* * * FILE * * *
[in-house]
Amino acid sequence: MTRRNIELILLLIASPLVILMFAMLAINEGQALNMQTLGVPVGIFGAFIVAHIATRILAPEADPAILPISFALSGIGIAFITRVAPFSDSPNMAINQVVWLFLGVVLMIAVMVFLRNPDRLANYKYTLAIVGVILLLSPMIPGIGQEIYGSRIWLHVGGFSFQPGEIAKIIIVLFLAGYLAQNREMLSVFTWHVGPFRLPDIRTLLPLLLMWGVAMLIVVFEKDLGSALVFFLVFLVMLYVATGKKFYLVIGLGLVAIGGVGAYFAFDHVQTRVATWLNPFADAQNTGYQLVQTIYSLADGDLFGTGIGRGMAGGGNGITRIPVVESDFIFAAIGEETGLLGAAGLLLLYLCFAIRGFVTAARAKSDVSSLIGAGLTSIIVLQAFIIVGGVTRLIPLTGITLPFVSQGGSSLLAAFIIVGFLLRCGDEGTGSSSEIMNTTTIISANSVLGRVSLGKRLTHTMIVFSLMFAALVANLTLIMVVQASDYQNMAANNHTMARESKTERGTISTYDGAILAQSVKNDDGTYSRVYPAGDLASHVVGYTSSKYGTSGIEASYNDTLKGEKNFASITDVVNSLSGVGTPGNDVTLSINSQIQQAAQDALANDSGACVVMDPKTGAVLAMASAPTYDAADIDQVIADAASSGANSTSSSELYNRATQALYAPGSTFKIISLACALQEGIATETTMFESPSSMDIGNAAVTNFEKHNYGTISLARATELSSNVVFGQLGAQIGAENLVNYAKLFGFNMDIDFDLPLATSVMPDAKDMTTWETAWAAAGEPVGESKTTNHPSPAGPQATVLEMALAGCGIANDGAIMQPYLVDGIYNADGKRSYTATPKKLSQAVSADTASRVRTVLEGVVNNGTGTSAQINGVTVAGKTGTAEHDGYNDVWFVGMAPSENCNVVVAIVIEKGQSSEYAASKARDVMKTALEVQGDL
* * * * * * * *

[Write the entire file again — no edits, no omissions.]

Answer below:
[in-house]
Amino acid sequence: MTRRNIELILLLIASPLVILMFAMLAINEGQALNMQTLGVPVGIFGAFIVAHIATRILAPEADPAILPISFALSGIGIAFITRVAPFSDSPNMAINQVVWLFLGVVLMIAVMVFLRNPDRLANYKYTLAIVGVILLLSPMIPGIGQEIYGSRIWLHVGGFSFQPGEIAKIIIVLFLAGYLAQNREMLSVFTWHVGPFRLPDIRTLLPLLLMWGVAMLIVVFEKDLGSALVFFLVFLVMLYVATGKKFYLVIGLGLVAIGGVGAYFAFDHVQTRVATWLNPFADAQNTGYQLVQTIYSLADGDLFGTGIGRGMAGGGNGITRIPVVESDFIFAAIGEETGLLGAAGLLLLYLCFAIRGFVTAARAKSDVSSLIGAGLTSIIVLQAFIIVGGVTRLIPLTGITLPFVSQGGSSLLAAFIIVGFLLRCGDEGTGSSSEIMNTTTIISANSVLGRVSLGKRLTHTMIVFSLMFAALVANLTLIMVVQASDYQNMAANNHTMARESKTERGTISTYDGAILAQSVKNDDGTYSRVYPAGDLASHVVGYTSSKYGTSGIEASYNDTLKGEKNFASITDVVNSLSGVGTPGNDVTLSINSQIQQAAQDALANDSGACVVMDPKTGAVLAMASAPTYDAADIDQVIADAASSGANSTSSSELYNRATQALYAPGSTFKIISLACALQEGIATETTMFESPSSMDIGNAAVTNFEKHNYGTISLARATELSSNVVFGQLGAQIGAENLVNYAKLFGFNMDIDFDLPLATSVMPDAKDMTTWETAWAAAGEPVGESKTTNHPSPAGPQATVLEMALAGCGIANDGAIMQPYLVDGIYNADGKRSYTATPKKLSQAVSADTASRVRTVLEGVVNNGTGTSAQINGVTVAGKTGTAEHDGYNDVWFVGMAPSENCNVVVAIVIEKGQSSEYAASKARDVMKTALEVQGDL